Shortly after writing my last post about not wanting JP to call me Dad I got an email from my own father. He reminded me that at the very same age as JP–five and a half–I had gone to him one day after school and said that from now on no one would be allowed to refer to me by my name at the time, Teddy.
A couple of kids at school had apparently been teasing me, calling me “Teddy Bear,” a grievous insult in my estimation at that time. I think that my father, as with me and JP, enjoyed calling me by the diminutive, and at first, also as with me and JP, he resisted. Eventually, though, he gave in and he never called me Teddy again, although there are, to this day, members of my family who continue do so.
Now my father was considerate enough not to tell me what I should do with JP. He just reminded me, which, I should point out, is a pure and exquisite form of Jewish guilt. Regardless, I determined to do something to right this cosmic parenting wrong.
Earlier tonight I told JP that before he went to bed he could expect a “special story.” This is the sort of thing that he is still young enough to find inordinately exciting. When he was finally in bed, after the teeth brushing, the discussions about pooping, the final chores, and the reading of a book, I settled in to tell him the tale of how Teddy became Ted.
Once there was a little boy just about your age whose name was Teddy. And he liked his name, because it was his, until he went to school one day and a bunch of kids starting teasing him about it. They called him Teddy Bear, which he thought wasn’t very nice, mostly because stuffed animals were for kids, and he was five and a half and no sort of kid at all. So when he got home that day he told his father that henceforth and in perpetuity (Teddy wanted to be a lawyer at that age) he would be known as Ted instead of Teddy.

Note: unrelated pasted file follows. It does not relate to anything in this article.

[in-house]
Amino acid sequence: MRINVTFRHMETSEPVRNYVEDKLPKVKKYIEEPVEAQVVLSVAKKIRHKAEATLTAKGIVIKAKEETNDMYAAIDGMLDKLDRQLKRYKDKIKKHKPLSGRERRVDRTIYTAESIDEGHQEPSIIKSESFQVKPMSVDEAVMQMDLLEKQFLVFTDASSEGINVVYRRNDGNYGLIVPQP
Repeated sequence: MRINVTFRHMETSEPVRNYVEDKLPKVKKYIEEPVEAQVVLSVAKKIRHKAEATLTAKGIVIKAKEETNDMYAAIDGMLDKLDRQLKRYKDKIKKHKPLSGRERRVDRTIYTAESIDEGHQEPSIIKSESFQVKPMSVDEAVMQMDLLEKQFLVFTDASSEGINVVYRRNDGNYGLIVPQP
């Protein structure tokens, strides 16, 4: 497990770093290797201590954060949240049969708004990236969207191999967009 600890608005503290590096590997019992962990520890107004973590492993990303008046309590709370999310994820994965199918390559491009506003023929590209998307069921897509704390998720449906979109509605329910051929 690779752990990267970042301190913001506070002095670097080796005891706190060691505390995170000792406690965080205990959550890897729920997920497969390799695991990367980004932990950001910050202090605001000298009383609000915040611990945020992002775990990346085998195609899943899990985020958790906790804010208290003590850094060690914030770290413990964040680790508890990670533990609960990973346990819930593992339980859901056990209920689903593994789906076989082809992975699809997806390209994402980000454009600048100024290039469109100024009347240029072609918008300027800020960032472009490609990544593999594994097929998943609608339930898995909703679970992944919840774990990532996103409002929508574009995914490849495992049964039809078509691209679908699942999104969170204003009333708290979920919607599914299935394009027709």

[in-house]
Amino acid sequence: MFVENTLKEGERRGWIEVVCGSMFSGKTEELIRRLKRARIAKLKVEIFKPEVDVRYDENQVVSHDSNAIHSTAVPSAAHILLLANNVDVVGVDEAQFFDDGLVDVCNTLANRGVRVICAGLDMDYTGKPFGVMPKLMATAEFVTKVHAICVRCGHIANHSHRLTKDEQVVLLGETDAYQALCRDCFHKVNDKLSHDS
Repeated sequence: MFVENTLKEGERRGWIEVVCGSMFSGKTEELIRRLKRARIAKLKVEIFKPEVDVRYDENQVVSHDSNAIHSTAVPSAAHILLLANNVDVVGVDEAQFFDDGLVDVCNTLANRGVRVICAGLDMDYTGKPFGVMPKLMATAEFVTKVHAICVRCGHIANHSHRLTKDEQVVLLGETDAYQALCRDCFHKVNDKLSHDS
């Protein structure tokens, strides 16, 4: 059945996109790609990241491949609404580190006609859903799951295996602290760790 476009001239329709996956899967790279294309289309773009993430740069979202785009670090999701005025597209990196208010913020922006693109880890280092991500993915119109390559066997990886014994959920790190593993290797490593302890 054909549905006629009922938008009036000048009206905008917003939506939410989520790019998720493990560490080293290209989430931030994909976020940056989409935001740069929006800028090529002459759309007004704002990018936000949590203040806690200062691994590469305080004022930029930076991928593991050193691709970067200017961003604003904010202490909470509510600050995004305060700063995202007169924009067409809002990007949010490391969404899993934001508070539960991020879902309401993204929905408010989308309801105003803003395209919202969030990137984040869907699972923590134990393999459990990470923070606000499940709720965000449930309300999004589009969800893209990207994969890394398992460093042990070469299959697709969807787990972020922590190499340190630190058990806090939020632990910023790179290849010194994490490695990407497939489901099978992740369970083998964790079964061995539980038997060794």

Teddy’s daddy, however, didn’t immediately accept this request. He liked the name Teddy, which he called to mind certain things about being a father that he wasn’t sure he was ready to let go of, at least not just yet. But Teddy was serious, and eventually he gave in and Teddy became Ted from then on.
Do you understand what I’m talking about, JP? I asked, and the answer was a rather frank and to the point, no. So I explained and I told him that I was that boy and that I had forgotten this story and that he could call me anything he liked, Daddy, or Dad, or father, or whatever he preferred.
How poignant is THAT? Surely some Daddy prize should be coming my way, right? JP would have to admit, now and in his dotage, that Daddy listened, he cared, he did the right thing…right?
Wrong. JP’s response: “That’s the story?! That’s not funny! Tell me another one.”
He can still call me what he likes.